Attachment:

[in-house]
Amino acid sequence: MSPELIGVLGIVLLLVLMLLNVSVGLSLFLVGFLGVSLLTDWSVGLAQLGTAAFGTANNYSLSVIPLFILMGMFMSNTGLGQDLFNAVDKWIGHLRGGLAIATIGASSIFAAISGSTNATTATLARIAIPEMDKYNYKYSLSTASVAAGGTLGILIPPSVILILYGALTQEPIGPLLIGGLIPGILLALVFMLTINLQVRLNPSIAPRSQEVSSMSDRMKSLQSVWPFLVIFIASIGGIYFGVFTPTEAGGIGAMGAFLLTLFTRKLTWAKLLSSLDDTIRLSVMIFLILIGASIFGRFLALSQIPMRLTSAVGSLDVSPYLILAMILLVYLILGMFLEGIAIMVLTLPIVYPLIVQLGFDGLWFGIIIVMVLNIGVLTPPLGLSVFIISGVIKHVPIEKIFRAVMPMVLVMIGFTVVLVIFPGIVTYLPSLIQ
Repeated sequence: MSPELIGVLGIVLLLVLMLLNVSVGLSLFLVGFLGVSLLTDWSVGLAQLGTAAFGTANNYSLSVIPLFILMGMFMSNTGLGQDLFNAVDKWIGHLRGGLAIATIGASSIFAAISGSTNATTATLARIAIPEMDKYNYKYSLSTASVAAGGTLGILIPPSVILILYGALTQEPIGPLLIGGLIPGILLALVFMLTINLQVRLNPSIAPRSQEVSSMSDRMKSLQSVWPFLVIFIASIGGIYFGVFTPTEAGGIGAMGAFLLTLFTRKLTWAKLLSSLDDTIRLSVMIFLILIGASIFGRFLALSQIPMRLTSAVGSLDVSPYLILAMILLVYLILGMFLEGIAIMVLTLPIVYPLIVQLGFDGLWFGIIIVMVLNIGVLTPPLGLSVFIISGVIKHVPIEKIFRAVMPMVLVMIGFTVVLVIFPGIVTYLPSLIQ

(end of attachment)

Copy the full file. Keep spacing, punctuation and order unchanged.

[in-house]
Amino acid sequence: MSPELIGVLGIVLLLVLMLLNVSVGLSLFLVGFLGVSLLTDWSVGLAQLGTAAFGTANNYSLSVIPLFILMGMFMSNTGLGQDLFNAVDKWIGHLRGGLAIATIGASSIFAAISGSTNATTATLARIAIPEMDKYNYKYSLSTASVAAGGTLGILIPPSVILILYGALTQEPIGPLLIGGLIPGILLALVFMLTINLQVRLNPSIAPRSQEVSSMSDRMKSLQSVWPFLVIFIASIGGIYFGVFTPTEAGGIGAMGAFLLTLFTRKLTWAKLLSSLDDTIRLSVMIFLILIGASIFGRFLALSQIPMRLTSAVGSLDVSPYLILAMILLVYLILGMFLEGIAIMVLTLPIVYPLIVQLGFDGLWFGIIIVMVLNIGVLTPPLGLSVFIISGVIKHVPIEKIFRAVMPMVLVMIGFTVVLVIFPGIVTYLPSLIQ
Repeated sequence: MSPELIGVLGIVLLLVLMLLNVSVGLSLFLVGFLGVSLLTDWSVGLAQLGTAAFGTANNYSLSVIPLFILMGMFMSNTGLGQDLFNAVDKWIGHLRGGLAIATIGASSIFAAISGSTNATTATLARIAIPEMDKYNYKYSLSTASVAAGGTLGILIPPSVILILYGALTQEPIGPLLIGGLIPGILLALVFMLTINLQVRLNPSIAPRSQEVSSMSDRMKSLQSVWPFLVIFIASIGGIYFGVFTPTEAGGIGAMGAFLLTLFTRKLTWAKLLSSLDDTIRLSVMIFLILIGASIFGRFLALSQIPMRLTSAVGSLDVSPYLILAMILLVYLILGMFLEGIAIMVLTLPIVYPLIVQLGFDGLWFGIIIVMVLNIGVLTPPLGLSVFIISGVIKHVPIEKIFRAVMPMVLVMIGFTVVLVIFPGIVTYLPSLIQ